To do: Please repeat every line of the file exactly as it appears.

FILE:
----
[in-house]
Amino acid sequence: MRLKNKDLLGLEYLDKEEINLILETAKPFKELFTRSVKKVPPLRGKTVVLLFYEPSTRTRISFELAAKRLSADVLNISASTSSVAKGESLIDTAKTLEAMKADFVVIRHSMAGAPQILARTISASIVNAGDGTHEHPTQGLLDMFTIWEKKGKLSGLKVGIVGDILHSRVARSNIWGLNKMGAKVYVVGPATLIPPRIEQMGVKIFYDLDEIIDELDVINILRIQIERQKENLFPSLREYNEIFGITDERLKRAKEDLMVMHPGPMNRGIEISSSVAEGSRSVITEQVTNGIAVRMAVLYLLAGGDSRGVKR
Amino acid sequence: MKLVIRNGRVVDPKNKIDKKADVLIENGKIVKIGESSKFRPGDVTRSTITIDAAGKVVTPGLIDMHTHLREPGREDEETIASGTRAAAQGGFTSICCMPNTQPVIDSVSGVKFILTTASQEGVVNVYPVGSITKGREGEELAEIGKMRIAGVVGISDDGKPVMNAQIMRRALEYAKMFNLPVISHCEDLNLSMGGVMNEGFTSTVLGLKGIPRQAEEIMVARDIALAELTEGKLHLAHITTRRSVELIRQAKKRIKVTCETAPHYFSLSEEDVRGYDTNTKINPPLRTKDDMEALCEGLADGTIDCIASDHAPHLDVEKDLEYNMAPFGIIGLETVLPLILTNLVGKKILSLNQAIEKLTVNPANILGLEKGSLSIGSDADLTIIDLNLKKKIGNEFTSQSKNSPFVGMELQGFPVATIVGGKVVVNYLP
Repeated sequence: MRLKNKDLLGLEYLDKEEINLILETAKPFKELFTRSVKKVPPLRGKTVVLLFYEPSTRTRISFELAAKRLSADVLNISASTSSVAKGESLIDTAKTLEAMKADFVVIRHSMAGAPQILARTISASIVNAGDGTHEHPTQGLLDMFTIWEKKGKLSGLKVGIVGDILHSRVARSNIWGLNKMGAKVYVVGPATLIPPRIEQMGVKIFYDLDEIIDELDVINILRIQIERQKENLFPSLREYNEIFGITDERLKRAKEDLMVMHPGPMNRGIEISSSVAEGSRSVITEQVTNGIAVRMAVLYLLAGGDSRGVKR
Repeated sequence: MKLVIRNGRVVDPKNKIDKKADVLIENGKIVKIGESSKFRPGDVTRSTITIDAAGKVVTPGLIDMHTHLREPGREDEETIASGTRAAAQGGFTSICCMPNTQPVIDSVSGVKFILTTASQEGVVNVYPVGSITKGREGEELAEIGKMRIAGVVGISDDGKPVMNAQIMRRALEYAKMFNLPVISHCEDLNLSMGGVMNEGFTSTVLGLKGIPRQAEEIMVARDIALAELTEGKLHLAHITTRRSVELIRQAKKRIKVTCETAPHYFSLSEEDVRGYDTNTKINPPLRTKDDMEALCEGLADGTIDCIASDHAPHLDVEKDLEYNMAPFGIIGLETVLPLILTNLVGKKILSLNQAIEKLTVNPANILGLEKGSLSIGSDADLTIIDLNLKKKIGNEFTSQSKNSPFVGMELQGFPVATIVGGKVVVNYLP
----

[in-house]
Amino acid sequence: MRLKNKDLLGLEYLDKEEINLILETAKPFKELFTRSVKKVPPLRGKTVVLLFYEPSTRTRISFELAAKRLSADVLNISASTSSVAKGESLIDTAKTLEAMKADFVVIRHSMAGAPQILARTISASIVNAGDGTHEHPTQGLLDMFTIWEKKGKLSGLKVGIVGDILHSRVARSNIWGLNKMGAKVYVVGPATLIPPRIEQMGVKIFYDLDEIIDELDVINILRIQIERQKENLFPSLREYNEIFGITDERLKRAKEDLMVMHPGPMNRGIEISSSVAEGSRSVITEQVTNGIAVRMAVLYLLAGGDSRGVKR
Amino acid sequence: MKLVIRNGRVVDPKNKIDKKADVLIENGKIVKIGESSKFRPGDVTRSTITIDAAGKVVTPGLIDMHTHLREPGREDEETIASGTRAAAQGGFTSICCMPNTQPVIDSVSGVKFILTTASQEGVVNVYPVGSITKGREGEELAEIGKMRIAGVVGISDDGKPVMNAQIMRRALEYAKMFNLPVISHCEDLNLSMGGVMNEGFTSTVLGLKGIPRQAEEIMVARDIALAELTEGKLHLAHITTRRSVELIRQAKKRIKVTCETAPHYFSLSEEDVRGYDTNTKINPPLRTKDDMEALCEGLADGTIDCIASDHAPHLDVEKDLEYNMAPFGIIGLETVLPLILTNLVGKKILSLNQAIEKLTVNPANILGLEKGSLSIGSDADLTIIDLNLKKKIGNEFTSQSKNSPFVGMELQGFPVATIVGGKVVVNYLP
Repeated sequence: MRLKNKDLLGLEYLDKEEINLILETAKPFKELFTRSVKKVPPLRGKTVVLLFYEPSTRTRISFELAAKRLSADVLNISASTSSVAKGESLIDTAKTLEAMKADFVVIRHSMAGAPQILARTISASIVNAGDGTHEHPTQGLLDMFTIWEKKGKLSGLKVGIVGDILHSRVARSNIWGLNKMGAKVYVVGPATLIPPRIEQMGVKIFYDLDEIIDELDVINILRIQIERQKENLFPSLREYNEIFGITDERLKRAKEDLMVMHPGPMNRGIEISSSVAEGSRSVITEQVTNGIAVRMAVLYLLAGGDSRGVKR
Repeated sequence: MKLVIRNGRVVDPKNKIDKKADVLIENGKIVKIGESSKFRPGDVTRSTITIDAAGKVVTPGLIDMHTHLREPGREDEETIASGTRAAAQGGFTSICCMPNTQPVIDSVSGVKFILTTASQEGVVNVYPVGSITKGREGEELAEIGKMRIAGVVGISDDGKPVMNAQIMRRALEYAKMFNLPVISHCEDLNLSMGGVMNEGFTSTVLGLKGIPRQAEEIMVARDIALAELTEGKLHLAHITTRRSVELIRQAKKRIKVTCETAPHYFSLSEEDVRGYDTNTKINPPLRTKDDMEALCEGLADGTIDCIASDHAPHLDVEKDLEYNMAPFGIIGLETVLPLILTNLVGKKILSLNQAIEKLTVNPANILGLEKGSLSIGSDADLTIIDLNLKKKIGNEFTSQSKNSPFVGMELQGFPVATIVGGKVVVNYLP